That's the key I guess -- how mocking is the joke? Whether about blondes or almighty God, how scornful or contemptuous is it making me when I laugh? As Paul writes to the Galatians: "Do not be deceived and deluded and misled; God will not allow Himself to be sneered at (scorned, disdained, or mocked by mere pretensions or professions, or by His precepts being set aside.) [He inevitably deludes himself who attempts to delude God]".

While on the topic, I decided to find out exactly what Ricky Gervais' stand on religion is. And this was the first thing I came upon. Now, this isn't a post about atheism, or bigotry, or fundamentalist anything, but I do object strongly to anyone mocking Christ publicly, on the cover of a magazine, knowing perfectly well that their celebrity would make it widely circulated. People don't need to see this sort of jeering and insult, our young people especially, who are trying to grow and find their way in an increasingly profane, immoral world.

Don't get me wrong -- I don't object to a person's atheism, but I do question the wisdom of treating godly or moral values with scorn; however idiotically the human followers of a particular religion behave, the principles to which they theoretically hold should be universally upheld -- principles such as love, peace, patience, kindness, self-control and so forth.

For Christians, the cross in part represents the theoretical upholding of such values, values which surely are in dire shortage in this fallen world of ours. Why mock or denigrate it? Make fun of some of its followers, maybe; sneer at them even if you must, but steer clear of what is inherently good, pure and holy. I believe this applies to all religions. Certainly, human failings might be deprecated and disaparaged, but not the ethics or credo which makes those humans strive to reach higher and overcome those failings.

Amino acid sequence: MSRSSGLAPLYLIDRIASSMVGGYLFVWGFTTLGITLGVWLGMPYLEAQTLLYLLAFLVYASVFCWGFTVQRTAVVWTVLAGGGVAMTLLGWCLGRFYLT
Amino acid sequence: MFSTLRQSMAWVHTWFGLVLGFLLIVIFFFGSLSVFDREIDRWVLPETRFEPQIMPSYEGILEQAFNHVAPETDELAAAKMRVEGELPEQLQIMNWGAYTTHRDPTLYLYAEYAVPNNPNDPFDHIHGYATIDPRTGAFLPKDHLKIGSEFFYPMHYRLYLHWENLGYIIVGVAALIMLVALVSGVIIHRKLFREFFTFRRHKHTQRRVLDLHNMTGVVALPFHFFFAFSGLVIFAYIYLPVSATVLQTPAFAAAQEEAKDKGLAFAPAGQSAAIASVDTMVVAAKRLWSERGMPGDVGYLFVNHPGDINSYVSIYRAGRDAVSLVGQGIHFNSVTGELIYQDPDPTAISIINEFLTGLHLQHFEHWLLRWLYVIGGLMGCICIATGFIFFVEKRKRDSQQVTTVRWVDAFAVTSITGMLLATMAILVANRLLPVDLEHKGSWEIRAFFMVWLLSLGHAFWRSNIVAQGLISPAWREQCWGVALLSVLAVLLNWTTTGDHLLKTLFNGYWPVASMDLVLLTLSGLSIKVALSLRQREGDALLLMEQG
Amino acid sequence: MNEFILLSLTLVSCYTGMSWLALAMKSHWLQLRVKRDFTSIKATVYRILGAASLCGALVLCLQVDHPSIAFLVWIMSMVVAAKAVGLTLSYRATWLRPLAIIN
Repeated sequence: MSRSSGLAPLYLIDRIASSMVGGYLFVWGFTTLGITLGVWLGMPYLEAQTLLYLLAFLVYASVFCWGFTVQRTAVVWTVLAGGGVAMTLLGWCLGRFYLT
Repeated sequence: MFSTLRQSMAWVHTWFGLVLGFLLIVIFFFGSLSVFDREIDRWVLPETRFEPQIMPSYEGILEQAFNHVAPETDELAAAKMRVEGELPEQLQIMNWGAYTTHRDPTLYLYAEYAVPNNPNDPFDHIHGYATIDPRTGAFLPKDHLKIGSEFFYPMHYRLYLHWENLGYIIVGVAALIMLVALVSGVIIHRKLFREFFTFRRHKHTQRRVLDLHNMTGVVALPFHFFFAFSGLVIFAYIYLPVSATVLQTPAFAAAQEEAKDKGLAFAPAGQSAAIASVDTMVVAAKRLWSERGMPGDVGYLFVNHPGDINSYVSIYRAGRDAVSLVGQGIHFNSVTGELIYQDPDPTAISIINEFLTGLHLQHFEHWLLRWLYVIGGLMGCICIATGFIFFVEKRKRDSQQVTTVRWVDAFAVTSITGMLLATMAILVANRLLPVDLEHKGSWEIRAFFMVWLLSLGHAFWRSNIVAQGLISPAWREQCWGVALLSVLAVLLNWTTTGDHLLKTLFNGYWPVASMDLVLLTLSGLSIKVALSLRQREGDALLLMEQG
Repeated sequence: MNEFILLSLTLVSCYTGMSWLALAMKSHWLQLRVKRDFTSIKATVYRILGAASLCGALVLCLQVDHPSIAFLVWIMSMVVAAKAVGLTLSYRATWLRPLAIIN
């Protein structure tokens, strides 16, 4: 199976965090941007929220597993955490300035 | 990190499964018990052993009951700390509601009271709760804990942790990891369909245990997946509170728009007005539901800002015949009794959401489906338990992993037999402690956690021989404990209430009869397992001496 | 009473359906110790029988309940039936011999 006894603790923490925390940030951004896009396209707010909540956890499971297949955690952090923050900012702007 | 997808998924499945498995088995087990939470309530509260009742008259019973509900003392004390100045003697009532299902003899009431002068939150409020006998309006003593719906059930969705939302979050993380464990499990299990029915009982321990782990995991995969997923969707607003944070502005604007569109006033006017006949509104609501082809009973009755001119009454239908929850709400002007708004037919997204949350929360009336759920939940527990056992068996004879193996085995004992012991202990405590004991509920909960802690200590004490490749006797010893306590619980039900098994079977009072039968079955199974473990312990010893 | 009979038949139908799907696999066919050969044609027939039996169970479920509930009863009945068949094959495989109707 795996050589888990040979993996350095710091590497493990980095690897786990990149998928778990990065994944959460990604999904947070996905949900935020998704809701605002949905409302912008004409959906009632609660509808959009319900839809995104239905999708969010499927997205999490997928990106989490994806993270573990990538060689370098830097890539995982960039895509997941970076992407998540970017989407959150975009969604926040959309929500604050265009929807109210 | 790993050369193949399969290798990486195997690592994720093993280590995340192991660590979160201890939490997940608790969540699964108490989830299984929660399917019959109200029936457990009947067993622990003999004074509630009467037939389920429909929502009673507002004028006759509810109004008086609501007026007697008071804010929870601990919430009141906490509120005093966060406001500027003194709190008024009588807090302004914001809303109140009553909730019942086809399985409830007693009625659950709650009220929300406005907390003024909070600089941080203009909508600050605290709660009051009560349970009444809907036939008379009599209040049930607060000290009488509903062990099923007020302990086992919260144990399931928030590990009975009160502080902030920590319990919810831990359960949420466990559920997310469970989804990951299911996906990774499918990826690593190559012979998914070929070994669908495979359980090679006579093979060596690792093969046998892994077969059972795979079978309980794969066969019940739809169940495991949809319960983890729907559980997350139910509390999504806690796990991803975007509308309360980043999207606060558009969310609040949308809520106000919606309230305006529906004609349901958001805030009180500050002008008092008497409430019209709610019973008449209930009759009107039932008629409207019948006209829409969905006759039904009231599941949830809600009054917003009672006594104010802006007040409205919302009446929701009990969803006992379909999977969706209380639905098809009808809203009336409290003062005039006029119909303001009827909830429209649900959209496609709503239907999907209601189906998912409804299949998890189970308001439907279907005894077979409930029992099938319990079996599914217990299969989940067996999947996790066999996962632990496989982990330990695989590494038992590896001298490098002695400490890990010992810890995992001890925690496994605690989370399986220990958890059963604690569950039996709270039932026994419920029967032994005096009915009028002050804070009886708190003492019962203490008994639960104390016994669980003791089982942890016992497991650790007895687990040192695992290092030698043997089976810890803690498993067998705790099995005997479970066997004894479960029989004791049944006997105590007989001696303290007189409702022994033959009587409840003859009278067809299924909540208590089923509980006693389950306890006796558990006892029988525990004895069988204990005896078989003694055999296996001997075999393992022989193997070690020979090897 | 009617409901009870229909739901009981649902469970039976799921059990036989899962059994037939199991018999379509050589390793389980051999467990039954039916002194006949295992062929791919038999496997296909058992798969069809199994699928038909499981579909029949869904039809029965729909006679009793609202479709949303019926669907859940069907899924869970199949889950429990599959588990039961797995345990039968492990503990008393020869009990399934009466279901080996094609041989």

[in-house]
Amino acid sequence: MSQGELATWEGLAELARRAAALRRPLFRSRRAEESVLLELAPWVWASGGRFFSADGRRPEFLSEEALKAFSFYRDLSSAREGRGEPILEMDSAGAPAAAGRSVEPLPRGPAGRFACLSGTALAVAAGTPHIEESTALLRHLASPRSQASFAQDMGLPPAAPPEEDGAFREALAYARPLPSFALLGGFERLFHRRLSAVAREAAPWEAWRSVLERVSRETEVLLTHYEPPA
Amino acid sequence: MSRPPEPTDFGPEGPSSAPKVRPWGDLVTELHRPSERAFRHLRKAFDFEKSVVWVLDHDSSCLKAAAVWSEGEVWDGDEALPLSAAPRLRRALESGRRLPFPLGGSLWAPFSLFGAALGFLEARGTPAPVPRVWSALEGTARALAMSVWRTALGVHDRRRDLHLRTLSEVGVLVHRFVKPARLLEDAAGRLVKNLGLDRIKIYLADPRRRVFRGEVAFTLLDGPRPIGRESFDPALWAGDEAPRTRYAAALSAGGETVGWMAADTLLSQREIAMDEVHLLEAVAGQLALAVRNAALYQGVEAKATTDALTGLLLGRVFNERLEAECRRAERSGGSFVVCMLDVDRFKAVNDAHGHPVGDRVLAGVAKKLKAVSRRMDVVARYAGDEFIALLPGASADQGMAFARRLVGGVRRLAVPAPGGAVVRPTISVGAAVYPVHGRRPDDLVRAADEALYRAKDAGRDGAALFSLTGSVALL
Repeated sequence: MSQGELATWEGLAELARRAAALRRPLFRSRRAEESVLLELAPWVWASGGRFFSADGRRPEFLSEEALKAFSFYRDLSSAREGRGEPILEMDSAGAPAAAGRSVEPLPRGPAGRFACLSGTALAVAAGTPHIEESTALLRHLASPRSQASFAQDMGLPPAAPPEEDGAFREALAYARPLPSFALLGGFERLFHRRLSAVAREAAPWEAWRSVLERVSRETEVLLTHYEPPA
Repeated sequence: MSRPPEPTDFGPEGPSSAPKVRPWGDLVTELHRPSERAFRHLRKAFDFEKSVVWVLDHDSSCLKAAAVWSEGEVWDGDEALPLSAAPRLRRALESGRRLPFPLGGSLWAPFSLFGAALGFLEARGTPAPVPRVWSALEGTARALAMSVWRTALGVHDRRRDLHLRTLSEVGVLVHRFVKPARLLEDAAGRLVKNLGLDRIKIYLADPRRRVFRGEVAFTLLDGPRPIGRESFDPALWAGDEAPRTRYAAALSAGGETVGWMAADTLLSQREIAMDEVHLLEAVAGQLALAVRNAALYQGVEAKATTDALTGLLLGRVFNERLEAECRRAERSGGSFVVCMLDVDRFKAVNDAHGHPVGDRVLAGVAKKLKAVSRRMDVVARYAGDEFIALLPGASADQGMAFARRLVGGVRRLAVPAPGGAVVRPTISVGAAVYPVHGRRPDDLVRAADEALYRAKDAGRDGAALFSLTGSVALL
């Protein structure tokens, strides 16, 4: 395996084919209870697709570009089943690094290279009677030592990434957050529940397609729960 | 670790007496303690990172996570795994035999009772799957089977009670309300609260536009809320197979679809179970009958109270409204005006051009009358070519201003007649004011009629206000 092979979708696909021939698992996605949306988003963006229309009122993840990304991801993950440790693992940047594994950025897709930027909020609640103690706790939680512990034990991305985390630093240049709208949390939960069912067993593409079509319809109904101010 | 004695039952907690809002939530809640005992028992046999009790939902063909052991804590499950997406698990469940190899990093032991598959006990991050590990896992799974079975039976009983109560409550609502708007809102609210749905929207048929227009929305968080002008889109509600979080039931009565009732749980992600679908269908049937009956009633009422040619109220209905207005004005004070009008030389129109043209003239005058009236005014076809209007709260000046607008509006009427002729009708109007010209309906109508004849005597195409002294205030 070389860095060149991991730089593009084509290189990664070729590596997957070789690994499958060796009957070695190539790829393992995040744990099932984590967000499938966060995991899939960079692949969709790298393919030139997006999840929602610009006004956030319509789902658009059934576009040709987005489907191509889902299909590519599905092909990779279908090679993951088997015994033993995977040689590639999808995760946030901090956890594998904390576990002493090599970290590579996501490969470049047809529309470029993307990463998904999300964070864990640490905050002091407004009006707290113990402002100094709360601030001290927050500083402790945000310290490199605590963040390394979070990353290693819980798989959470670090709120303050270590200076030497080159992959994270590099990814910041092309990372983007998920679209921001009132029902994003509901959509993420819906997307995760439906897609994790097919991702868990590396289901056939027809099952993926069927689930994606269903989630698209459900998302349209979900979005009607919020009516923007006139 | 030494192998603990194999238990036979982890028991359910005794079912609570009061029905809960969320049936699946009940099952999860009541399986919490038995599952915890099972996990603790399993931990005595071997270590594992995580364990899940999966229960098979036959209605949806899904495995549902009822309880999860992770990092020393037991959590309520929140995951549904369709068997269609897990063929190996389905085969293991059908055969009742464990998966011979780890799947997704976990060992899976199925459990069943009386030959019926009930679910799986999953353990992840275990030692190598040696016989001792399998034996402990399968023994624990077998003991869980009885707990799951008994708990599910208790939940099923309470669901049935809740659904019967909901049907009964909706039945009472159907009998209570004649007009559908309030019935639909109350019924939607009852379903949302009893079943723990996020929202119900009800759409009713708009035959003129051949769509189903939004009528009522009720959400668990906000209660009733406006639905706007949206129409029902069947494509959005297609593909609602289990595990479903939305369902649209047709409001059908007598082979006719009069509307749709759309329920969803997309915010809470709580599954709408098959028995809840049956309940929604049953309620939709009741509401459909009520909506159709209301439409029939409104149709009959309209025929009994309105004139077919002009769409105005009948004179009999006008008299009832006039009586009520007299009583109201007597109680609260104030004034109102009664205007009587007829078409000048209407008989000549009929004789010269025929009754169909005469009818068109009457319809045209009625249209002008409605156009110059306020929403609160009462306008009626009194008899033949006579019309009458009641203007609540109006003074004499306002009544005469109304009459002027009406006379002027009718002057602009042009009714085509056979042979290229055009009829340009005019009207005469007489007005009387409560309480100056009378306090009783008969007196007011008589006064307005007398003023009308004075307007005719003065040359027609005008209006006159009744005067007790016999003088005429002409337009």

So, I think giggling at my mom's comic on the fridge is okaaay (Moses is leading the Israelites through the Red Sea and rolling his eyes because they're saying things like, "Are we there yet?" and "I should have used the bathroom before we left"), but laughing at three immature fellows having fun with the crucifixion -- not so ok. (Also not ok -- What do you call an intelligent blonde? ...).

Trust you're all having a happy, lighthearted week!

10 comments:

Jacquelineand.... said...

I believe that we should all treat one another with compassion and acceptance...whether atheist, Christian, agnostic, or whatever. We are all in this together and, as the Bible points out: "even the least of these..."

The Dainty Dolls House said...